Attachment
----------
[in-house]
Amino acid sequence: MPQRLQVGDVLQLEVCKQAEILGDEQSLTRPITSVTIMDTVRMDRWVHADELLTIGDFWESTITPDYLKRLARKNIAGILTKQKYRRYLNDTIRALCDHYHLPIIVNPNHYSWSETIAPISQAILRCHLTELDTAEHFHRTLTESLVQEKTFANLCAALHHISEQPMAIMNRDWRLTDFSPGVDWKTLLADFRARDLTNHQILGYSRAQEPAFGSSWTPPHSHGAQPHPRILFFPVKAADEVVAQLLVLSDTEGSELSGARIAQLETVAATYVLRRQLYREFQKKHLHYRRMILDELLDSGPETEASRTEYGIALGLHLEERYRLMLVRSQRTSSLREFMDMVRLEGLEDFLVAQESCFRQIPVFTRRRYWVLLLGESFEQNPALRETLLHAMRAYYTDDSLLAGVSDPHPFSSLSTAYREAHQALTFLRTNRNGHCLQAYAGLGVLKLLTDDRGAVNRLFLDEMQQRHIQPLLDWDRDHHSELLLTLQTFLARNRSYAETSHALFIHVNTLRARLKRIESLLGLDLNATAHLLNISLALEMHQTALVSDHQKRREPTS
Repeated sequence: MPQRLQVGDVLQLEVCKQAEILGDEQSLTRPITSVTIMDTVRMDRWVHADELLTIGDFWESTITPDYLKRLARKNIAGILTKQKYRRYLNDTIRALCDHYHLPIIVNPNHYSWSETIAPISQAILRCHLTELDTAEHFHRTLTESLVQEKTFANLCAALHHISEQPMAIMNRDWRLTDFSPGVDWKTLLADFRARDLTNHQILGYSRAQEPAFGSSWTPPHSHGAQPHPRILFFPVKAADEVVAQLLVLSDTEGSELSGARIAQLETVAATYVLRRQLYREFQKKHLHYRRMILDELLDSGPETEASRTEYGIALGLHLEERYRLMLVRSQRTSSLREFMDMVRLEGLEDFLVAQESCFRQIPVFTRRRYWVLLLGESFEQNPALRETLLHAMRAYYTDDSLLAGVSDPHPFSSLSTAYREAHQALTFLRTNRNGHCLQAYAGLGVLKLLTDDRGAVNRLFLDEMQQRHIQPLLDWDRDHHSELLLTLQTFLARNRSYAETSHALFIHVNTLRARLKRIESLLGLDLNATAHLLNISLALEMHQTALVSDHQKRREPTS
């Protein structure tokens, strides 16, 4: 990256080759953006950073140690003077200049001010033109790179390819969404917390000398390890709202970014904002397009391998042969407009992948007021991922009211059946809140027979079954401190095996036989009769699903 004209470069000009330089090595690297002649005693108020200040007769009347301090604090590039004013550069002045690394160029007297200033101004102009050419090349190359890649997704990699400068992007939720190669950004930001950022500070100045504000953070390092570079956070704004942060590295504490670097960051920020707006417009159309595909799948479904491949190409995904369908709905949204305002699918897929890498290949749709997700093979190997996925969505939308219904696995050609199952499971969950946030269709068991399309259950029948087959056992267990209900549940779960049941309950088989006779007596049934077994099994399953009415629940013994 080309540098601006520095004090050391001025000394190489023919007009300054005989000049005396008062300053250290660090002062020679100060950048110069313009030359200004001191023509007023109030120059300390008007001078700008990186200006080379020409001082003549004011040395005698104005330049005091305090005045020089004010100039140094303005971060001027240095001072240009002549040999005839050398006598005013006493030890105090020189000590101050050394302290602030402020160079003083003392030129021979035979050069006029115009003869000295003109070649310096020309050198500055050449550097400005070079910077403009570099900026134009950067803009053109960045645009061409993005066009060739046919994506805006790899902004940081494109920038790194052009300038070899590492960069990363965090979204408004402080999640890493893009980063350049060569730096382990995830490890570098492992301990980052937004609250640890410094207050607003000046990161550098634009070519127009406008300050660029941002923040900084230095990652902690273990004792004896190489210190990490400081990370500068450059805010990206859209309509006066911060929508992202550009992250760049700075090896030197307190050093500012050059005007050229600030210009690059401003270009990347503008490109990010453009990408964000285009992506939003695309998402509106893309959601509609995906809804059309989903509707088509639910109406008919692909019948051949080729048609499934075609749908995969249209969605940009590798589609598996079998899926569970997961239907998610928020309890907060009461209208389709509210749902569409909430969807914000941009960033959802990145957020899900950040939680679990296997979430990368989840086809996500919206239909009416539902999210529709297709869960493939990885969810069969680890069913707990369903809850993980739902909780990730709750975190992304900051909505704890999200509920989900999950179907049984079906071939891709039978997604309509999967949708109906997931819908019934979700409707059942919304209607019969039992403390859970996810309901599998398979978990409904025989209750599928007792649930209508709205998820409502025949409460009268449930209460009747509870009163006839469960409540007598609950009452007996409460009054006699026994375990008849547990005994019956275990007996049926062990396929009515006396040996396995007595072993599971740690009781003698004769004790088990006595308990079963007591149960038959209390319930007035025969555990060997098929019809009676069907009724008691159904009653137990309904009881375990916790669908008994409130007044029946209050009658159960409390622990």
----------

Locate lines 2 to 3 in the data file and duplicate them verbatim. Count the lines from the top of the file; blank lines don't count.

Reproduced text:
Amino acid sequence: MPQRLQVGDVLQLEVCKQAEILGDEQSLTRPITSVTIMDTVRMDRWVHADELLTIGDFWESTITPDYLKRLARKNIAGILTKQKYRRYLNDTIRALCDHYHLPIIVNPNHYSWSETIAPISQAILRCHLTELDTAEHFHRTLTESLVQEKTFANLCAALHHISEQPMAIMNRDWRLTDFSPGVDWKTLLADFRARDLTNHQILGYSRAQEPAFGSSWTPPHSHGAQPHPRILFFPVKAADEVVAQLLVLSDTEGSELSGARIAQLETVAATYVLRRQLYREFQKKHLHYRRMILDELLDSGPETEASRTEYGIALGLHLEERYRLMLVRSQRTSSLREFMDMVRLEGLEDFLVAQESCFRQIPVFTRRRYWVLLLGESFEQNPALRETLLHAMRAYYTDDSLLAGVSDPHPFSSLSTAYREAHQALTFLRTNRNGHCLQAYAGLGVLKLLTDDRGAVNRLFLDEMQQRHIQPLLDWDRDHHSELLLTLQTFLARNRSYAETSHALFIHVNTLRARLKRIESLLGLDLNATAHLLNISLALEMHQTALVSDHQKRREPTS
Repeated sequence: MPQRLQVGDVLQLEVCKQAEILGDEQSLTRPITSVTIMDTVRMDRWVHADELLTIGDFWESTITPDYLKRLARKNIAGILTKQKYRRYLNDTIRALCDHYHLPIIVNPNHYSWSETIAPISQAILRCHLTELDTAEHFHRTLTESLVQEKTFANLCAALHHISEQPMAIMNRDWRLTDFSPGVDWKTLLADFRARDLTNHQILGYSRAQEPAFGSSWTPPHSHGAQPHPRILFFPVKAADEVVAQLLVLSDTEGSELSGARIAQLETVAATYVLRRQLYREFQKKHLHYRRMILDELLDSGPETEASRTEYGIALGLHLEERYRLMLVRSQRTSSLREFMDMVRLEGLEDFLVAQESCFRQIPVFTRRRYWVLLLGESFEQNPALRETLLHAMRAYYTDDSLLAGVSDPHPFSSLSTAYREAHQALTFLRTNRNGHCLQAYAGLGVLKLLTDDRGAVNRLFLDEMQQRHIQPLLDWDRDHHSELLLTLQTFLARNRSYAETSHALFIHVNTLRARLKRIESLLGLDLNATAHLLNISLALEMHQTALVSDHQKRREPTS